Hewlett-Packard, Cornell reach settlement in patent case

A nine-year legal battle ended June 4, when Cornell and Hewlett-Packard Corp. (HP) agreed to settle their legal differences. With the signing of a confidential settlement agreement, both parties withdrew appeals that were pending in the case.

The dispute centered on the legal responsibility to pay reasonable royalties on patented technology. Cornell sued HP in 2001 for infringing the university's patent on electrical and computer engineering professor emeritus H.C. Torng's revolutionary invention that enables the central processing unit (CPU) -- the technology at the heart of the computer -- to work significantly faster. The patent is the seventh-most cited computer hardware patent in the United States.

"We are pleased that Cornell's case against HP is concluded and are very satisfied with the outcome," said President David Skorton. "The university looks forward to reinvigorating research collaborations with HP in several scientific and business areas in which both Cornell and HP excel, and in which the collaborations would benefit both parties as well as our students."

According to University Counsel James Mingle, "This case has had a powerful impact on university licensing efforts, as other companies also recognize the university's resolve to protect valuable intellectual property produced by its faculty.

"If you knit the Cornell case together with several other successful suits marshaled by other major research universities -- such as the University of California's patent cases against Microsoft and Monsanto, the University of Michigan's suit against Bristol-Myers-Squibb and the University of Wisconsin's suit against Intel -- the impact on tech transfer is nationwide," said Mingle. "These cases, all filed as last resorts after licensing efforts failed, tend to bring balance to the bargaining table between universities that produce intellectual property and companies that want to use it."

Cornell was represented by Edward Poplawski and Bryan Anderson of the law firm Sidley Austin LLP and by a Cornell team headed by Mingle that includes Deputy University Counsel Nelson Roth and Associate University Counsel Valerie Cross Dorn.


1982: H.C. Torng, a Cornell professor of electrical and computer engineering, invents a device that enables microprocessors to function significantly faster by executing multiple instructions simultaneously, rather than one at a time. It determines which instructions are not dependent on the results of others and allows the processor to execute those out of order, enabling more instructions to be executed during the same computer clock cycle.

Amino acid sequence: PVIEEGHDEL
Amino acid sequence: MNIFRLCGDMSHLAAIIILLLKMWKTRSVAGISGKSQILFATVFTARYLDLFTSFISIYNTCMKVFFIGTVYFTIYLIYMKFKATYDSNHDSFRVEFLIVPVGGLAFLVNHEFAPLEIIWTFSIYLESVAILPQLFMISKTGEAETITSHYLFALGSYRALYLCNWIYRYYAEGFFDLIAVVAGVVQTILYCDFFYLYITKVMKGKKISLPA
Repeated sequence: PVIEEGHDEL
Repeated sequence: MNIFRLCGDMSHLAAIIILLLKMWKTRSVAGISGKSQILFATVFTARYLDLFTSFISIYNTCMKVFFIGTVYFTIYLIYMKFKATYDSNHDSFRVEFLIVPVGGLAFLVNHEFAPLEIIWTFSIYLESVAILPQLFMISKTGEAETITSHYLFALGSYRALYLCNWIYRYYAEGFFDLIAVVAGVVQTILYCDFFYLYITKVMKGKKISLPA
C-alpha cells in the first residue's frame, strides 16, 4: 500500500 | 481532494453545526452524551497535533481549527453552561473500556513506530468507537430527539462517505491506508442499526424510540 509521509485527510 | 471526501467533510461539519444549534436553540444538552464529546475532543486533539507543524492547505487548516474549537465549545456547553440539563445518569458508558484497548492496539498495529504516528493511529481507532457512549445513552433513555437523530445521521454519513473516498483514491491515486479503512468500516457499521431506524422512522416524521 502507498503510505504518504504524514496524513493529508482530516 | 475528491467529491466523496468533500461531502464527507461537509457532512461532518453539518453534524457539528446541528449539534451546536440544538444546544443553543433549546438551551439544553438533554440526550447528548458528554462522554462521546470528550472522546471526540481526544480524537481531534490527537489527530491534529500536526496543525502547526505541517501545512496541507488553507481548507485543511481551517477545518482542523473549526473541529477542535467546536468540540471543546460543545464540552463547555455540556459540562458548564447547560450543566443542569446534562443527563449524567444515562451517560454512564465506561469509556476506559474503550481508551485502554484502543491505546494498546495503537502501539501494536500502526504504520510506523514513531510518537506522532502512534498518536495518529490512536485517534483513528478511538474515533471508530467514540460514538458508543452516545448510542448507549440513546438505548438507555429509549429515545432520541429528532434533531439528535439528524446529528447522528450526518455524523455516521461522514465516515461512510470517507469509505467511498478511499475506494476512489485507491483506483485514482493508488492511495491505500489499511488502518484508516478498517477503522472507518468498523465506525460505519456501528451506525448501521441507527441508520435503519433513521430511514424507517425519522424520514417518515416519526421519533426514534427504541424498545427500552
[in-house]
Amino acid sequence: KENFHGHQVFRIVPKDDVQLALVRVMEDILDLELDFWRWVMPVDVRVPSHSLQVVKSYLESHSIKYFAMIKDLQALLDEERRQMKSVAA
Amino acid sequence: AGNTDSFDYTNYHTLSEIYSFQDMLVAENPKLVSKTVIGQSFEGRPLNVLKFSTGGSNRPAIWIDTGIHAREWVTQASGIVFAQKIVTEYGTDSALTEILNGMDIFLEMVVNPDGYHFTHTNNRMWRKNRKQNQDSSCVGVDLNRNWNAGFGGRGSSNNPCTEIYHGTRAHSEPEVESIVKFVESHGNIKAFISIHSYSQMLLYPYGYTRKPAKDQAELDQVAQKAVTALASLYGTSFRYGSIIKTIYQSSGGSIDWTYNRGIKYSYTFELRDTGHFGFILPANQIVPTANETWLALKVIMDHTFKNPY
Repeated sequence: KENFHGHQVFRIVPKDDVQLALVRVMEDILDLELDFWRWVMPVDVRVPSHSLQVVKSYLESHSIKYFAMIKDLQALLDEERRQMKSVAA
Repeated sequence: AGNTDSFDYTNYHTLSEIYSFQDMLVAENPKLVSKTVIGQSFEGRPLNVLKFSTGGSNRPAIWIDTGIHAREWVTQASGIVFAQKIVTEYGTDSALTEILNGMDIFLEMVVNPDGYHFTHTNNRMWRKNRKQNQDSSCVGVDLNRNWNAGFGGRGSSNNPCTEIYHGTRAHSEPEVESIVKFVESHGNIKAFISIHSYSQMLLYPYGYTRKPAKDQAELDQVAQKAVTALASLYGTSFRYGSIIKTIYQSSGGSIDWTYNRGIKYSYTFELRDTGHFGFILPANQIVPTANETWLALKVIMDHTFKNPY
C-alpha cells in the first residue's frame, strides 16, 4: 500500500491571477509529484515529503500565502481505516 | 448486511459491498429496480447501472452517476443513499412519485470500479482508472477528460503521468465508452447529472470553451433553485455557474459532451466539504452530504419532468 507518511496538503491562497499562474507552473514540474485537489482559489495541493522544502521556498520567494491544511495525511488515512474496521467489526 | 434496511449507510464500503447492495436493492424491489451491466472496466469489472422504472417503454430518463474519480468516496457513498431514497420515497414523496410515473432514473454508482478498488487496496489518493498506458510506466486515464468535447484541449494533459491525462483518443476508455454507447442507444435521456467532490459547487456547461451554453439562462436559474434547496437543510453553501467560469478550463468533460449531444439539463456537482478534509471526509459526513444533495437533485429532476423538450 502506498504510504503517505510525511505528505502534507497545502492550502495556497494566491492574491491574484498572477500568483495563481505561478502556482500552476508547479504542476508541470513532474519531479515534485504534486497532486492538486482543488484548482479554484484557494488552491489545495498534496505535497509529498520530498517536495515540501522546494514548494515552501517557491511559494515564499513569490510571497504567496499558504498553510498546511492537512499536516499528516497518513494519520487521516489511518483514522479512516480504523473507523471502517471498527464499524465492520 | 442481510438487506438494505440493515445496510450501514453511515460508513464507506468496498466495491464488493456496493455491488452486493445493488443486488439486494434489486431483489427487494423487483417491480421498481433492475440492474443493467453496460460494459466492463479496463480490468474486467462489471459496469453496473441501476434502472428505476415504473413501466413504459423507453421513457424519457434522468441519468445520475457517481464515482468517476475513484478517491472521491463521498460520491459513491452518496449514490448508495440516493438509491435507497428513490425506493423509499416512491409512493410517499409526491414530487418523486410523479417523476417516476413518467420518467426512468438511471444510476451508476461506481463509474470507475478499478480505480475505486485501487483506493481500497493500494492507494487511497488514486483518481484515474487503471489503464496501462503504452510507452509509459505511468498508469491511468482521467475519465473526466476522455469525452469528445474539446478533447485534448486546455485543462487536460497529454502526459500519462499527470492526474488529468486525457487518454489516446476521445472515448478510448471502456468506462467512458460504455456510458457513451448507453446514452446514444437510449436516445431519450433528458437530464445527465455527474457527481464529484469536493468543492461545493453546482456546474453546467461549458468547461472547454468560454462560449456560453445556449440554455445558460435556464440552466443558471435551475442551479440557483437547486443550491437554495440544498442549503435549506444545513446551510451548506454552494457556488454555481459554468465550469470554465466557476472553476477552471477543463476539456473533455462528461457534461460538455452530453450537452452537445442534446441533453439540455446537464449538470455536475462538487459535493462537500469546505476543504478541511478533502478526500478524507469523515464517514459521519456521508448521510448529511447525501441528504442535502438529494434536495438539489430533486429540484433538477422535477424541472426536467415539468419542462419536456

1989: Cornell secures a patent on the invention; Torng to receive a share of royalties on licenses issued.

1999: Torng retires from Cornell; he and his wife move to California in 2000.

2001: After licensing efforts fail, Cornell sues HP in the U.S. District Court in Syracuse, alleging the company is infringing the patent. HP claims it developed its own technology to achieve the same purpose.

2004: In a significant pre-trial ruling, the court interprets the patent claims in Cornell's favor. The parties engage in extensive discovery of the underlying facts and expert opinions.

2006: The patent expires.

2007: Pre-trial discovery closes. The court denies HP's motions for pretrial dismissal on grounds that included challenges to the patent's validity and the timeliness of Cornell's lawsuit. The case is scheduled for a jury trial in 2008.

2008: A jury finds that Cornell's patent was valid and that HP infringed it. The jury awards Cornell $184 million in damages, the royalty amount it calculates HP would have paid Cornell from the sale of servers and workstations that used the technology.

2009: The trial judge reduces Cornell's award to $71.3 million. He ruled that HP made less money from infringing on the patent than the university had claimed because HP obtained an implied license through another company. He also ruled that the jury had incorrectly calculated the royalty base. Both HP and Cornell appeal the rulings.

2010: HP withdraws its appeal challenging the trial court's judgment that the company infringed Cornell's patent. Cornell drops its appeal that the trial court erred in reducing the damages awarded by the jury. Cornell and HP settle the dispute out of court.

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Claudia Wheatley